Offline mitchjg

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Re: Anova Sous Vide Immersion Circulator
« Reply #108 on: June 18, 2015, 09:18:25 AM »
There was not a lot of fat when I started and, when finished, there was pretty much nothing there except for the remnant of the small fat cap I started with.  Hard to tell since so little was there - I would be interested in FeChef's observations and others.  In my web browsing, I did see a bunch of people arguing about it - there various temperatures at which different types of fat melted, etc.

I would guess, with all these caveats, that it was not the same.  It was cooked differently, so I would think it did make a difference.  When I made the short ribs, there was much more fit than I was used to having when finished.  Mostly because of the particular cut, but I also think that, although the fat was gelatinized, less of it actually dripped off.
Mitch

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Offline Bill/SFNM

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Re: Anova Sous Vide Immersion Circulator
« Reply #109 on: June 18, 2015, 10:39:33 AM »
but I also think that, although the fat was gelatinized, less of it actually dripped off.

Fat does not gelatinize. The tough, collagenous, connective tissue in the flesh, when exposed to enough heat for enough time is converted to luscious gelatin. Too much time and heat can destroy the delicate gelatin leading to dry, stringy meat.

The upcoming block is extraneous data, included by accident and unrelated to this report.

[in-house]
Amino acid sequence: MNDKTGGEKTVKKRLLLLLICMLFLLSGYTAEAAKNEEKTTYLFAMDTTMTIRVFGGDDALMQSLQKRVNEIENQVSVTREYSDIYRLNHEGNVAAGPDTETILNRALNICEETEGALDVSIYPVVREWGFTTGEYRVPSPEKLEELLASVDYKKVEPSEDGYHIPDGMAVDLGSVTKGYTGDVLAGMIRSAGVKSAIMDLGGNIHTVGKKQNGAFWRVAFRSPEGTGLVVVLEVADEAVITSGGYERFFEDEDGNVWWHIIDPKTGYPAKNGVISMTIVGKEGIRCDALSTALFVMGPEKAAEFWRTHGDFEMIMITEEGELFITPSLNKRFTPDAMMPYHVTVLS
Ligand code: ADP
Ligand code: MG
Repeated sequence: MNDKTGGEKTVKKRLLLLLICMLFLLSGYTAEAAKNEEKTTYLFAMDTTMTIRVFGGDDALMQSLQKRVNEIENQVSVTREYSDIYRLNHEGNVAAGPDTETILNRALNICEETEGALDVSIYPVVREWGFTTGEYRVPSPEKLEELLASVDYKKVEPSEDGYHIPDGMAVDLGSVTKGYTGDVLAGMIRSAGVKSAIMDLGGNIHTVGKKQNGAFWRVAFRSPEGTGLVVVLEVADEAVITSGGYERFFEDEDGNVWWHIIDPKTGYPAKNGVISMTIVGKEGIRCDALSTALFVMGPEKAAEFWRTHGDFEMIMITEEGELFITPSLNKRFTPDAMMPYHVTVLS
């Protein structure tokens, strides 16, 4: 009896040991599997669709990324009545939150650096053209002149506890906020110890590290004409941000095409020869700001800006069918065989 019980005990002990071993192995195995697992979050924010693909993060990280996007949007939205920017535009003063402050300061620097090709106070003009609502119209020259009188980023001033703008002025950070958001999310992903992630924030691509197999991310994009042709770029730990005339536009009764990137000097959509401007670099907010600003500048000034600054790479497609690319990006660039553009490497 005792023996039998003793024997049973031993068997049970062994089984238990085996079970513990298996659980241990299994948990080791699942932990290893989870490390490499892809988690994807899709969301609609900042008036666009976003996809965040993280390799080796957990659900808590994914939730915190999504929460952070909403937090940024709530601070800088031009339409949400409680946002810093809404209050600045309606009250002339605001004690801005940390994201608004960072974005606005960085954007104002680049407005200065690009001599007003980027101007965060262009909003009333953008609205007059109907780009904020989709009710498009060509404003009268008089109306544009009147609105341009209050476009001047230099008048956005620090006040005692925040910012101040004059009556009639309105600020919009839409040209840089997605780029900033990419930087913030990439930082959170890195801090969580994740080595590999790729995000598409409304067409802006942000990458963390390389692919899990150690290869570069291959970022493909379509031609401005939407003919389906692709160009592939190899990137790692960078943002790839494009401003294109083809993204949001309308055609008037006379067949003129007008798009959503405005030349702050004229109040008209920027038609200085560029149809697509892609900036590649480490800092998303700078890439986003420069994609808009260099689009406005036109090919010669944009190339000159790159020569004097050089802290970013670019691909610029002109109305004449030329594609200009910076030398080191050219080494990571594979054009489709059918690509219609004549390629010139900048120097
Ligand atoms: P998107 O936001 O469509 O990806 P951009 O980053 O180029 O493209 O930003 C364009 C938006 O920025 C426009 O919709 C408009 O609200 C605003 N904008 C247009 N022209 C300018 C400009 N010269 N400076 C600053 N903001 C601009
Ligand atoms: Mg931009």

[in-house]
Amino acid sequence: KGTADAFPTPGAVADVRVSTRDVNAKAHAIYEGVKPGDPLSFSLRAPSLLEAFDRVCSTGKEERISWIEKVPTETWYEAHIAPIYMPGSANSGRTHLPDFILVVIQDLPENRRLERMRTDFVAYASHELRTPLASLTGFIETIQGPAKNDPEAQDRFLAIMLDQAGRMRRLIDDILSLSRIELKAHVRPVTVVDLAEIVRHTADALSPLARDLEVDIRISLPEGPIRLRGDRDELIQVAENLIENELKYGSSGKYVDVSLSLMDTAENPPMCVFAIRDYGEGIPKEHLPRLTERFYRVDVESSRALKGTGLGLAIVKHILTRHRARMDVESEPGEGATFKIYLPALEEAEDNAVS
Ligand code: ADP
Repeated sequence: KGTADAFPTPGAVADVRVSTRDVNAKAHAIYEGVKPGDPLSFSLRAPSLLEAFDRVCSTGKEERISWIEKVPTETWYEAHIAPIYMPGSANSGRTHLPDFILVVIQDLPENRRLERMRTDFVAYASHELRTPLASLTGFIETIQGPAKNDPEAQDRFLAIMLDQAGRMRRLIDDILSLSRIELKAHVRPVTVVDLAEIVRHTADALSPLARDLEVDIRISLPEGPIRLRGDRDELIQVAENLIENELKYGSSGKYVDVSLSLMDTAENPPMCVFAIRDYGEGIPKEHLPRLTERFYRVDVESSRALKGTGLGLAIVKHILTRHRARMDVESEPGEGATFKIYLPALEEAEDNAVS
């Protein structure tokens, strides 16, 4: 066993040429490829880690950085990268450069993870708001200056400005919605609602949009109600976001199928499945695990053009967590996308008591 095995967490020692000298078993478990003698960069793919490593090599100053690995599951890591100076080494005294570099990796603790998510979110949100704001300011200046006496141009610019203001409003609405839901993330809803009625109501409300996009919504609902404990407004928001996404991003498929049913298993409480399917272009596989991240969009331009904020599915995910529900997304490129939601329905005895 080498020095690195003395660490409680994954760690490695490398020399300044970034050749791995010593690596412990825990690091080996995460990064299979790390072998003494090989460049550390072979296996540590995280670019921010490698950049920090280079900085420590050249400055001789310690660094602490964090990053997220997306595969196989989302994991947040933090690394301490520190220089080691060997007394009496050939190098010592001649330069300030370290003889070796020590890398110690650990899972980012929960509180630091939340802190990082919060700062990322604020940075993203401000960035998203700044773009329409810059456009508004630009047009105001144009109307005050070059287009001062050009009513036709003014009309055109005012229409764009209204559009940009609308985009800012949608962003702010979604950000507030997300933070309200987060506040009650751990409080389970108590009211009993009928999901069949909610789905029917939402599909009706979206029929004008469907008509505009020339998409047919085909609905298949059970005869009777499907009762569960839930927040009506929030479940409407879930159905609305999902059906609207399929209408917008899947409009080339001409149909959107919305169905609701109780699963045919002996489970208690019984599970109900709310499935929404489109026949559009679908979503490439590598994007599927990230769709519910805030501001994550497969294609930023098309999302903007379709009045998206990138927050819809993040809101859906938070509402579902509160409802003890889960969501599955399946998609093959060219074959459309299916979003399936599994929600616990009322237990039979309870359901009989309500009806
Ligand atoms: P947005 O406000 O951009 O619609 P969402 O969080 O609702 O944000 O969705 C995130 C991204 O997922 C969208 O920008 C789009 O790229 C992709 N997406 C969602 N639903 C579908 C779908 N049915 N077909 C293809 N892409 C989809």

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Offline Bill/SFNM

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Re: Anova Sous Vide Immersion Circulator
« Reply #110 on: June 18, 2015, 11:04:42 AM »
So with regard to short ribs, they are often packed with a few meaty ones mixed with some smaller pieces that are often tougher. Some may have lot of marbled fat and others may have larger gobs of fat. I try to select them as uniform as possible, large, meaty, with lots of marbled fat. .

Offline mitchjg

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Re: Anova Sous Vide Immersion Circulator
« Reply #111 on: June 18, 2015, 11:26:38 AM »
Fat does not gelatinize. The tough, collagenous, connective tissue in the flesh, when exposed to enough heat for enough time is converted to luscious gelatin. Too much time and heat can destroy the delicate gelatin leading to dry, stringy meat.   

Bill: Thanks for the correction and clarification.  In the direction of PrimeRib's question - do you see differences in the fat, gelatin or other (especially that would be unfavorable) when using sous vide instead of a more traditional approach in a smoker?
Mitch

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Offline Bill/SFNM

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Re: Anova Sous Vide Immersion Circulator
« Reply #112 on: June 18, 2015, 11:35:47 AM »